Shipwreck in the Arctic

Ships in Arctic Make Rescuers Sit ‘Up at Night’” (front page, July 24) is on point that prevention is the best course of action. Preventive measures for the worst case are in the works.

In the event of a shipwreck, a heavy fuel oil spill has been identified as the top threat to Arctic marine life and to Arctic residents who depend on this sea for food. Heavy fuel oil is far more toxic than lighter fuels, breaking down slowly, particularly in the cold Arctic.

Uncharted waters, extraordinary distances from infrastructure, severe weather, darkness and hazards including sea ice make spill response essentially impossible. Costs to shippers for a spill would be extreme.

Russian Arctic development forum due in Arkhangelsk region in fall

MOSCOW, July 18. /TASS/. /TASS/. A forum, devoted to management of the Russian Arctic's innovative development, will take place in mid-September in the Arkhangelsk region's Severodvinsk at the branch of the Northern (Arctic) Federal University. The forum's participants will discuss the Arctic zone's growth points and will pay special attention to development of mono-industrial cities, the University's press service said on Tuesday.

"Development of the Arctic territory is an important stimulus for development of industrial clusters, complexes, for formation of common innovative space," the press service said. "Thus, at the forum Management of the Russian Arctic Zone's Innovative Development" experts will discuss growth points."

"The project's head, leader of the conference's organizing committee Elena Bogdanova says the Arctic mono-industrial cities should become an important growth point and impetus for the Arctic's innovative development, thus the forum will take place in Severodvinsk, which is a mono-industrial city," the press service said.

The organizers have stopped receiving applications and say more than 300 representatives of Russian regions, first of all in the Arctic, will participate in the event.

New details on mercury’s route to the Arctic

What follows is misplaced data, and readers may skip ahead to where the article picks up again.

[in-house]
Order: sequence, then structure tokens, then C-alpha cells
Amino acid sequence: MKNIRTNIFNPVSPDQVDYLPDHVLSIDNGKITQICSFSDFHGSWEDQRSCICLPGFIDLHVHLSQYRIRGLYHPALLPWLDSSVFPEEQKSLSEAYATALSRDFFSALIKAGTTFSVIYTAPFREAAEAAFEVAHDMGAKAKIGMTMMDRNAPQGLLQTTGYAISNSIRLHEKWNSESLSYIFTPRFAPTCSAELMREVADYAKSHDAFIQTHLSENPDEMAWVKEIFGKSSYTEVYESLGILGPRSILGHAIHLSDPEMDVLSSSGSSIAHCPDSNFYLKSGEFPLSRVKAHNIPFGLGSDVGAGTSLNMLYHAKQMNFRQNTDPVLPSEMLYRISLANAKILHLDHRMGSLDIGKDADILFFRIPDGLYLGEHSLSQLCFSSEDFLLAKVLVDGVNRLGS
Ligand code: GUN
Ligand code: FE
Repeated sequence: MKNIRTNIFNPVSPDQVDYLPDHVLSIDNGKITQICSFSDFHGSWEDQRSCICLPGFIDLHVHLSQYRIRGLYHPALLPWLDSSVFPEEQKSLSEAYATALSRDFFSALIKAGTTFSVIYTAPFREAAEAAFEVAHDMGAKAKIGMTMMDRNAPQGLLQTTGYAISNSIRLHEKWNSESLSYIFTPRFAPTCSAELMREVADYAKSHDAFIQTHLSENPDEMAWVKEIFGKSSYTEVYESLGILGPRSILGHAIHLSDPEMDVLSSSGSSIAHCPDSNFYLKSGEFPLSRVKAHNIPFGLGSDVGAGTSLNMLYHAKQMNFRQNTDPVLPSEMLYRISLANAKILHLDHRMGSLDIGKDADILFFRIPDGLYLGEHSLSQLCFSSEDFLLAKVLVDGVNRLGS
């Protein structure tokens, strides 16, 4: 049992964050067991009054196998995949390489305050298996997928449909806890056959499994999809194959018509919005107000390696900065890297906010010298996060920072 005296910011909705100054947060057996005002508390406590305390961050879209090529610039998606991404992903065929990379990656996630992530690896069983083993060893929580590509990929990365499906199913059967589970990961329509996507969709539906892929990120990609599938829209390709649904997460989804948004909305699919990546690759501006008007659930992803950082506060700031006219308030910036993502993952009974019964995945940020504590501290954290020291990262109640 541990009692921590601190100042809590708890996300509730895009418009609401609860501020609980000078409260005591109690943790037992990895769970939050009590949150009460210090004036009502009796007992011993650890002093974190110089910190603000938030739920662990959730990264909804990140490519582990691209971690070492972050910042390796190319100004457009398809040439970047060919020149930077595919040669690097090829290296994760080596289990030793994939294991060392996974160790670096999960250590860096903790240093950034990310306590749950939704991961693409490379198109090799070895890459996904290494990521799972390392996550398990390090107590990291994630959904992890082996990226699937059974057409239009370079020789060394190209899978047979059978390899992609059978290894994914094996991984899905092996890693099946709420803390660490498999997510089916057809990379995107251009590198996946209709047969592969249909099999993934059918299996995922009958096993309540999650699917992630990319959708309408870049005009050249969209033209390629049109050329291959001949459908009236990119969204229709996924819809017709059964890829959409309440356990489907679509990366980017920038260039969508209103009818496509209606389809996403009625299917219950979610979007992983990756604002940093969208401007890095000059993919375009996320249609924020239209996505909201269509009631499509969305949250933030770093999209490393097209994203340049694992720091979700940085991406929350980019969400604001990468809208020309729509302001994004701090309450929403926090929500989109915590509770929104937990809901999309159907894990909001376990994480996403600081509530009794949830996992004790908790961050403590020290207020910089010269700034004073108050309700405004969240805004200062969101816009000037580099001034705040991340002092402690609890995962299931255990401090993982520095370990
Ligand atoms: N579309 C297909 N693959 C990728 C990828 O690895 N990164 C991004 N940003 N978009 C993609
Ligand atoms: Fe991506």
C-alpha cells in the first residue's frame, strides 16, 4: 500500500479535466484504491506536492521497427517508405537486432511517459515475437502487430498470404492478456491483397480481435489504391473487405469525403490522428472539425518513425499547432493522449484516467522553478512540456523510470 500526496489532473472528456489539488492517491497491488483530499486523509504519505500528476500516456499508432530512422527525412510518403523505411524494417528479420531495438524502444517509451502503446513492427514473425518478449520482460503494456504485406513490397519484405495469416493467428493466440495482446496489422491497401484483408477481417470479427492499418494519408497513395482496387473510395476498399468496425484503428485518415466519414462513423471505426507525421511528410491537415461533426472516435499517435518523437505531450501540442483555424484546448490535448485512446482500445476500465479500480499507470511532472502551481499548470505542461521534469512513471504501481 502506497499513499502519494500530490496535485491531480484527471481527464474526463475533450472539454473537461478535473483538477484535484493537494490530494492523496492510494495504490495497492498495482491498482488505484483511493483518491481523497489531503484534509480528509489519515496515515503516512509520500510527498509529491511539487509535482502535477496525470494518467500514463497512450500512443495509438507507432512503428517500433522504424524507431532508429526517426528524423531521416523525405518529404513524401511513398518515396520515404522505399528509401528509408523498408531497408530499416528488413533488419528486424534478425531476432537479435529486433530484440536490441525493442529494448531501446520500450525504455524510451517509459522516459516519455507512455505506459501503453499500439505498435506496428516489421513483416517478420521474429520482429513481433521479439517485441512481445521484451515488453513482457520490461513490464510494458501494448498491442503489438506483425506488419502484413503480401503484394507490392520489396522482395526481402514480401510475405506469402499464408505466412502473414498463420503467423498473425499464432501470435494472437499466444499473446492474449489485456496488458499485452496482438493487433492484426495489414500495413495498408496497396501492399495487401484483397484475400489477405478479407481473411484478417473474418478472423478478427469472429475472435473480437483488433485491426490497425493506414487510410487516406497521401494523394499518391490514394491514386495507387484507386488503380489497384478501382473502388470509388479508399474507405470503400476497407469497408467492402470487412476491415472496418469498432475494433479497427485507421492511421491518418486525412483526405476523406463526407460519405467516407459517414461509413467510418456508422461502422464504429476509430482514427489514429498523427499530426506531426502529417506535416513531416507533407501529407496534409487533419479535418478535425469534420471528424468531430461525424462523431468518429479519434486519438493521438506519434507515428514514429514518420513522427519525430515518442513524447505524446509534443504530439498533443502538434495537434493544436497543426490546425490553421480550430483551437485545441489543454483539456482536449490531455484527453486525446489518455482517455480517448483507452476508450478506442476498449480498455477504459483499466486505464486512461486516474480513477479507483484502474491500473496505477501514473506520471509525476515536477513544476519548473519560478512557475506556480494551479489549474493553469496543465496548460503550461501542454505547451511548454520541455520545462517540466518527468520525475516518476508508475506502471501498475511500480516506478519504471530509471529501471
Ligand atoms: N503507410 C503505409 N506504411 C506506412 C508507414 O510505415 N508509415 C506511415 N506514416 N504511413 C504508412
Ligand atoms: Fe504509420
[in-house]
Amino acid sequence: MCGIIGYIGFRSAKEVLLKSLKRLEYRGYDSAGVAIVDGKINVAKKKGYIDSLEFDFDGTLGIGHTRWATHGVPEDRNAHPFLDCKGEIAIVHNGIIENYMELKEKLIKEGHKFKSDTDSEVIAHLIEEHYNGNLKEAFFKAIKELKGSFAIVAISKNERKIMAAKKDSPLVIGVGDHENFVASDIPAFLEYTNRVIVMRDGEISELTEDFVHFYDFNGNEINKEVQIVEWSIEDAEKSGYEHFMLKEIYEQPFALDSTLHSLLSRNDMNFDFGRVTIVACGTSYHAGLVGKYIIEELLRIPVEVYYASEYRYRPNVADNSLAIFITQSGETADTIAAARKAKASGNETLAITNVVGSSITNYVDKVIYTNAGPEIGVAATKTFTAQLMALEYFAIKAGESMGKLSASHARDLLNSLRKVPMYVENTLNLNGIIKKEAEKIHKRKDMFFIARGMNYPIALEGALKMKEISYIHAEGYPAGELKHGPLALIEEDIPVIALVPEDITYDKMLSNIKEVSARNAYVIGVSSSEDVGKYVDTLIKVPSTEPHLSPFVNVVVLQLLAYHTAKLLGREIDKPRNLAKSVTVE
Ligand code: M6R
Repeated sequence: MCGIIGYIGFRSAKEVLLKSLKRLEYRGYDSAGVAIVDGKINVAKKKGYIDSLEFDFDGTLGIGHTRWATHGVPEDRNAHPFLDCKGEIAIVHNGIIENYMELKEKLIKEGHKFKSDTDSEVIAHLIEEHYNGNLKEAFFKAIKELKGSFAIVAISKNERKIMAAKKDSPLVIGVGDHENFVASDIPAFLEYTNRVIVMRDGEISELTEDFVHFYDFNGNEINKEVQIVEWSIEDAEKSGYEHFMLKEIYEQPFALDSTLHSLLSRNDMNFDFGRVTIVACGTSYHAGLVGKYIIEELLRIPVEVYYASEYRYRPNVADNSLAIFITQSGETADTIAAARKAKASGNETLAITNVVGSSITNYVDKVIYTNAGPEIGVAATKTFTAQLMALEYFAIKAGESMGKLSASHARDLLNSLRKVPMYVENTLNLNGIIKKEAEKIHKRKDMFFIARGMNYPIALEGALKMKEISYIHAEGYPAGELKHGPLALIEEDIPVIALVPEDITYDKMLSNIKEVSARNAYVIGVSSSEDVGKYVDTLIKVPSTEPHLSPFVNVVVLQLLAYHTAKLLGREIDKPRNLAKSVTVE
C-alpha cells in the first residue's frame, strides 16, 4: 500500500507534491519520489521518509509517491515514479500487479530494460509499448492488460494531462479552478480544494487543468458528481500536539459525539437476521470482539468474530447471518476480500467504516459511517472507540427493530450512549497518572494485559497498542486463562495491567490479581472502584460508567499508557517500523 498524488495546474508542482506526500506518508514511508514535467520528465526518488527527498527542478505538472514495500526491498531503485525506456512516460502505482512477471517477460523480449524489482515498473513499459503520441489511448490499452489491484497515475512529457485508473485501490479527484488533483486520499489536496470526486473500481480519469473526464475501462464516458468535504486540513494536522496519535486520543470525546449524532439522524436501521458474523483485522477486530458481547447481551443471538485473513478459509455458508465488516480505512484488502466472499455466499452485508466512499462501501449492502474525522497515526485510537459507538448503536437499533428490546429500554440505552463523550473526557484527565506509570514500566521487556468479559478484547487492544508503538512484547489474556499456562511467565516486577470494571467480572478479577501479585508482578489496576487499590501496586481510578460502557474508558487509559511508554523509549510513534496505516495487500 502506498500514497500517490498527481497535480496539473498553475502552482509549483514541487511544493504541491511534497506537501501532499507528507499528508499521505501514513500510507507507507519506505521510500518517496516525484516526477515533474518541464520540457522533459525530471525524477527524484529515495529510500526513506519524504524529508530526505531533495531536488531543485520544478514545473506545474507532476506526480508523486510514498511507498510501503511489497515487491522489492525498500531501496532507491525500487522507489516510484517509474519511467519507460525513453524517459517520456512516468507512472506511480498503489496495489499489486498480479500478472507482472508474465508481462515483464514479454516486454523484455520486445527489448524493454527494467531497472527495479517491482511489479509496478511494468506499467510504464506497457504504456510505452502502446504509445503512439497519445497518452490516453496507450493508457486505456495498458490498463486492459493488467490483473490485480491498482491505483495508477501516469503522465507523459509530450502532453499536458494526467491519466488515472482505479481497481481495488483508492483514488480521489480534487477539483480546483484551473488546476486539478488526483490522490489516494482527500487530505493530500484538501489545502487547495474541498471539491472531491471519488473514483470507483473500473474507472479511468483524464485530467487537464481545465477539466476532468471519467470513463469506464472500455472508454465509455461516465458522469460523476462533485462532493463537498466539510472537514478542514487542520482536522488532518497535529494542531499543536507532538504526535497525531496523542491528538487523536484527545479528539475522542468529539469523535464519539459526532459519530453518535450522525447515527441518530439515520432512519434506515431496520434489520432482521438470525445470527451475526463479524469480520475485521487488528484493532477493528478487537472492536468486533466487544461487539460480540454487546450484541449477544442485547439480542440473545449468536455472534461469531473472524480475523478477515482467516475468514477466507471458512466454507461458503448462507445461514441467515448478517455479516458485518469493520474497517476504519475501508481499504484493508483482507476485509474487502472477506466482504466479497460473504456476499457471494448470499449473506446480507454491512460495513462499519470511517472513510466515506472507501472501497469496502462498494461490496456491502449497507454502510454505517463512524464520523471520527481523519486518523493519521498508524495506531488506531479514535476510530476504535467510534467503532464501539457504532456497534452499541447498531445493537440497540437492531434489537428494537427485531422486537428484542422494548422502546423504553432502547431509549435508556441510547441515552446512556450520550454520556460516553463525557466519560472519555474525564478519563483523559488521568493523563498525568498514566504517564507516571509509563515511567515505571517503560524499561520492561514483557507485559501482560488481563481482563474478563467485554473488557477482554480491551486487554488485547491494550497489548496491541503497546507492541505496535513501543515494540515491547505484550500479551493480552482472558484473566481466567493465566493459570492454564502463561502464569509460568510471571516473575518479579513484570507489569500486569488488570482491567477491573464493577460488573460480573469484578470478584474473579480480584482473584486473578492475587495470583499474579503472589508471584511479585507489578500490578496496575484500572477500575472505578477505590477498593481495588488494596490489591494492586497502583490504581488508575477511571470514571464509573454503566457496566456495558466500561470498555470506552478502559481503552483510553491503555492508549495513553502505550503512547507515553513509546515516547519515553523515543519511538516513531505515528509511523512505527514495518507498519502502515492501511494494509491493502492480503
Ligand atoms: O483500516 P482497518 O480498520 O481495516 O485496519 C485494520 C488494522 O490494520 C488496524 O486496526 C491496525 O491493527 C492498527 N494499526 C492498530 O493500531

By Stu Borman

Most deposition of the neurotoxic metal to tundra is Hg0 from atmosphere, not Hg2+ from rain and snow


Mining operations, coal-fired plants, and other sources of mercury pollution worldwide have led to the deposition of the neurotoxic metal in the Arctic. The chemical mechanism behind this deposition is not completely understood.

Environmental scientists’ prevailing hypothesis is that Hg from man-made and natural sources travels through the atmosphere and collects in the Arctic primarily as Hg2+ that falls in rain and snow.

Western North Atlantic sea temperatures linked to Arctic warming

In January 2016 the Arctic experienced unprecedented warming, with air temperatures as high as 8°C, some 20 degrees higher than average for the time of year. Extreme warming events like this have become more common in the Arctic, contributing to the strong warming trend observed in the region. But why is the Arctic warming faster than the rest of the world? A new study indicates that warmer sea surface temperatures in the western North Atlantic may be an important driver of Arctic warming.

Currently scientists are unable to agree on the major driver of Arctic warming. A number of contributors have been suggested, including decreased surface reflectivity due to less snow and ice, increased surface turbulent heat fluxes due to thinner ice, more downward longwave radiation due to additional water vapour and clouds over the Arctic region, and poleward transport of energy via atmospheric waves.

The Arctic Has Been Crazy Warm All Year. This Is What It Means for Sea Ice

By Brian Kahn

Melt season has begun in earnest in the Arctic. Scientists will spend the next few months watching sea ice turn into open water until the ice pack hits its nadir in early fall. The vagaries of the weather and ocean currents will play a major role in determining where this year’s Arctic sea ice minimum ranks. But the steady drumbeat of climate change ensures that it will likely be among the lowest on record.

New data from the National Snow and Ice Data Center show that sea ice extent was at its sixth-lowest mark for June. Sea ice was missing from 348,000 square miles of the Arctic Ocean, an area about three times the size of Arizona.

Ban heavy fuel oil in the Arctic

By Ranulph Fiennes


London—Thirty-five years ago, as part of a global expedition, Charles Burton and I traveled across the Arctic Ocean via the North Pole, camping for three months on a fast-moving ice floe. It was, for us, a journey that defined our lives, and formed one leg of an enduring world record.

But another record, one far less stable, belongs to the Arctic ice itself: By March of this year, it had shrunk to the smallest size ever recorded.